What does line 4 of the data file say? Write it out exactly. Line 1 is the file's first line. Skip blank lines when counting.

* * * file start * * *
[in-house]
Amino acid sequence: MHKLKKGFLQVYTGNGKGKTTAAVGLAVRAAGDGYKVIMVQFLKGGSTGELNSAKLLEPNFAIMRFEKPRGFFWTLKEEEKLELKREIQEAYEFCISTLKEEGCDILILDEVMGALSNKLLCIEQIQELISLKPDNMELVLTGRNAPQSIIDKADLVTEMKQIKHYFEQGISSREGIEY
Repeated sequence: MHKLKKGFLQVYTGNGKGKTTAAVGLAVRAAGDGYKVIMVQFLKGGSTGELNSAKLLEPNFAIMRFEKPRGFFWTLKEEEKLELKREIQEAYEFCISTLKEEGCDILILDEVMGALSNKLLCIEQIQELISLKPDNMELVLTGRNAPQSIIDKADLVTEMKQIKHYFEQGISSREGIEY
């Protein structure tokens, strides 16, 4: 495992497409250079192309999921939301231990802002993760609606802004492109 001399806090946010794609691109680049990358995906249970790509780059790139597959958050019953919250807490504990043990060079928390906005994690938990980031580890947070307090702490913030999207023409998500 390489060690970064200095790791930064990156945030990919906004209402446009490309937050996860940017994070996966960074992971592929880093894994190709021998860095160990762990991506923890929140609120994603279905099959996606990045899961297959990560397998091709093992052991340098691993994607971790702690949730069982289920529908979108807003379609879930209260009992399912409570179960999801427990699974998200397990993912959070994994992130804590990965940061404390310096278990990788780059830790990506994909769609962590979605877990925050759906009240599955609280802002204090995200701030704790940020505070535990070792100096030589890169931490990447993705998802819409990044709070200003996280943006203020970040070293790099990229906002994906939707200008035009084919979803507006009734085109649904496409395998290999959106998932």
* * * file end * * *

């Protein structure tokens, strides 16, 4: 495992497409250079192309999921939301231990802002993760609606802004492109 001399806090946010794609691109680049990358995906249970790509780059790139597959958050019953919250807490504990043990060079928390906005994690938990980031580890947070307090702490913030999207023409998500 390489060690970064200095790791930064990156945030990919906004209402446009490309937050996860940017994070996966960074992971592929880093894994190709021998860095160990762990991506923890929140609120994603279905099959996606990045899961297959990560397998091709093992052991340098691993994607971790702690949730069982289920529908979108807003379609879930209260009992399912409570179960999801427990699974998200397990993912959070994994992130804590990965940061404390310096278990990788780059830790990506994909769609962590979605877990925050759906009240599955609280802002204090995200701030704790940020505070535990070792100096030589890169931490990447993705998802819409990044709070200003996280943006203020970040070293790099990229906002994906939707200008035009084919979803507006009734085109649904496409395998290999959106998932």